It was only after the car was packed that Grandma said she wouldn’t come.
“You have a good time,” she said. She sat down in the uncomfortable stiff-backed chair in the living room with a paperback.
“But this was your idea,” said Mother. We were getting out of the city to visit the new state park. She and Grandma had been up since six, making the picnic lunch. But now Grandma refused to budge.
“I’ve changed my mind.”
“About what?” we asked.
“Shh,” said Mother.
“I don’t have to remember,” said Grandma.
So, finally, we went on without her.
It was a bit dreary when we set out, and we thought perhaps it was best that Grandma hadn’t come to walk around in the cold. There was traffic and Peter got carsick and threw up out the window, and after, the car smelled sour.
But the traffic cleared, the sun came out, and by the time we got to the park, it was the sort of perfect sparkling day you want to bottle for winter.
We, the three children, piled out of the car in a rush: Peter then Anna then Jessie. We wanted to eat the sandwiches first or, no, run across the rocky field and back. Anna was fastest and Jessie said no fair, but it was difficult to cry on such a beautiful day.
The park stretched forever. It used to be part of a town, until the state had claimed part of it for making weapons. That was many years ago, though. There were delightful walks that wended about the hills and half-demolished buildings. We pretended we were soldiers, while Mother drank the thick black coffee she had packed especially for Grandma.
“There’s an old statuary over there,” said Mother, seeing we were starting to get bored. She set down the thermos and herded us up a path through a copse of trees.
A man in a wheelchair by the entrance cranked a glass box of hot, buttery popcorn. Both of his legs were gone. A sandwich board sign next to him stated price of admission. Mother was normally too cheap to pay for that sort of thing, but it was a holiday and we had driven all that way. She paid the man and bought us paper cones of popcorn too.
We went over the hill chattering and snacking on popcorn. Beyond, there was a square plot between two shallow hills, and a low, lazily constructed fence that was half falling down. Enormous statues, some with their heads bashed in or banged up at the knee, stood every which way crammed together in the plot. There was a chaos to the placement of the statues, as if someone had brought them on the back of a flatbed truck and unloaded them in haste.
“Is this supposed to be art?” said Anna, wrinkling her nose and licking the salt off the inside of the paper cone. She looked up at a looming rusted metal woman, shoulders broad, one arm pointed toward the sky.
Mother didn’t answer. She stood hunched in its shadow, like a mouse facing down a cat.
We had never seen statues so big. Anna was right though, there was a palpable meanness to the materials. The statues looked like defeated superheroes, heavy and serious and grey. We tried to climb an enormous leg, until Mother called us off. Our hands came away orange with rust.
There was one that caught our imagination: she stood with a boot on a ladder that stretched up to nowhere, and with a turned head she looked back at us with blank eyes. It looked like she had decided to leave the earth. Peter put his small bony shoulder against the ladder and pushed as hard as he could.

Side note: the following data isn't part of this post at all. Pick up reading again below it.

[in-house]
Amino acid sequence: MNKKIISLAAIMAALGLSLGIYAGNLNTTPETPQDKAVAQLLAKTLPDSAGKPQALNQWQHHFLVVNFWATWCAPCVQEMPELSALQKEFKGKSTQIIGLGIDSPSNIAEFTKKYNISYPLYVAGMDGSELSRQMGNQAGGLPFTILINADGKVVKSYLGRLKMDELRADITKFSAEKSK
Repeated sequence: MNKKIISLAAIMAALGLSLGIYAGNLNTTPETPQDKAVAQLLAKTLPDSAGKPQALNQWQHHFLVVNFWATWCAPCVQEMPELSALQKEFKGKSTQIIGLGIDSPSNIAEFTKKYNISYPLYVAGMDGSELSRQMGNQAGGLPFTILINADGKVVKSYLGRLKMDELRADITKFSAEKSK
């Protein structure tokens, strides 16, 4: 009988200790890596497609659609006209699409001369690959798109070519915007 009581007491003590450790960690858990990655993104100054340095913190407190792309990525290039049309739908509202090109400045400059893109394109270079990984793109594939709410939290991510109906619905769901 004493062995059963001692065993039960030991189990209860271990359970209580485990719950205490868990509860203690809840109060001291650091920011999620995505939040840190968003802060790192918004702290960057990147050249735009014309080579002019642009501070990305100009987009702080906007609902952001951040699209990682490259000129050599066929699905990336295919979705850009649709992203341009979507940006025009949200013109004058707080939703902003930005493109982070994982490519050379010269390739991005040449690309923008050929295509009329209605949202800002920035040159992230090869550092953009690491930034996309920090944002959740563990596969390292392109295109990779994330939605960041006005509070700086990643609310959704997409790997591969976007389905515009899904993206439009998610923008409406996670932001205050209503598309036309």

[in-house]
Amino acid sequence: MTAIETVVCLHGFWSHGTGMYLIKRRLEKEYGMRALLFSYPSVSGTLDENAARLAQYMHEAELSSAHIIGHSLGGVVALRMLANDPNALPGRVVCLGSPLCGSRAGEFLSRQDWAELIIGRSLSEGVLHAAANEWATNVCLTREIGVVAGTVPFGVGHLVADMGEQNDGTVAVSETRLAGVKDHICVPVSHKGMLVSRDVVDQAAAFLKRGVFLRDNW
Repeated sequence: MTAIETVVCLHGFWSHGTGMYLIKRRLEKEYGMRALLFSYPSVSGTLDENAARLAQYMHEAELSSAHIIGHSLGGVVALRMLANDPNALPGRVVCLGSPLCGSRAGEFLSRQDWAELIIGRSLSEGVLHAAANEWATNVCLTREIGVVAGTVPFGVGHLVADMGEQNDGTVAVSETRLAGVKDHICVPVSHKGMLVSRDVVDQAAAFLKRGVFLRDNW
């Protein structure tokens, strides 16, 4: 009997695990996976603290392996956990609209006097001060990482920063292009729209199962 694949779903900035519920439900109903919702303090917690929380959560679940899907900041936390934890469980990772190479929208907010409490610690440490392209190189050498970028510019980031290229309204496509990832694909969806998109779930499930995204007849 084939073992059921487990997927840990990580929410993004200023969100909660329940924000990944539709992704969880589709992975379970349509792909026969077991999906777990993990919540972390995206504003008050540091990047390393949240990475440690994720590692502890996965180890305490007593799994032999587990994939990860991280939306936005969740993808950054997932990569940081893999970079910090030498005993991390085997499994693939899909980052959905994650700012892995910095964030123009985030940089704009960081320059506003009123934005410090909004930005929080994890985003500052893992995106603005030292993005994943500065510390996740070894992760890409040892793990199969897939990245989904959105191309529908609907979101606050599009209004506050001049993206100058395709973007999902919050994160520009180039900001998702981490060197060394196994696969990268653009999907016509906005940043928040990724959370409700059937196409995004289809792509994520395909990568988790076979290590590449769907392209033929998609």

“Stop it,” said Jessie.
Mother walked behind us reading each laminated sign attached to a wooden post with a zip tie. The shadows were lengthening, and we wanted to go home. It was afternoon and Grandma would be making plates of cookies to nibble with our tea.
The drizzle of the morning returned. “Look,” Mother called to us. She stood in front of a particularly ugly knot of giants, arms around each other like they were singing. “This one is from your grandma’s village.”
She read the sign aloud: the people of the town donated their best pots and pans and tools for the production of this fine statue for the glory of the nation. We looked up again. The gentle rain darkened the statues and ran down their upturned faces. It seemed now they were begging someone bigger than the sky.
Mother turned and pointed behind us. “As a matter of fact, she might have lived over there,” she mused. We stared where she pointed. There was nothing but wild meadow and a few young trees.
It was late when we got home. Grandma sat in the parlor with the lights off, reading a book in the gloom. She didn’t like to waste electricity when there was still a smear of sun left. There were the individual plates of cookies, and the kettle on the stove was almost boiling. She must have gotten up every fifteen minutes or so to reheat the water, not knowing when we would be home.
“Did you enjoy yourselves?” Grandma asked after Mother turned on the light, and we sat around her drinking our tea. She was same as we had left her, and yet, it felt like we had gone around the sun.
“We ate popcorn,” Peter told her.
“The statues were very big,” said Jessie.
“I didn’t like them,” said Anna, burying her face in the soft wrinkled skin of Grandma’s neck.
“Yes,” agreed Grandma.
She spooned too much sugar into her cup, as usual. Then, she picked up her book and began to read again, as if she didn’t feel the creeping darkness and the rain that washed the bones of those giants, who were dead maybe, or merely sleeping.
Yume Kitasei (www.yumekitasei.com) lives in Brooklyn, NY with two cats, Filibuster and Boondoggle. Her stories have appeared in publications including SmokeLong Quarterly, Baltimore Review, and Room Magazine. She chirps occasionally @YumeKitasei.
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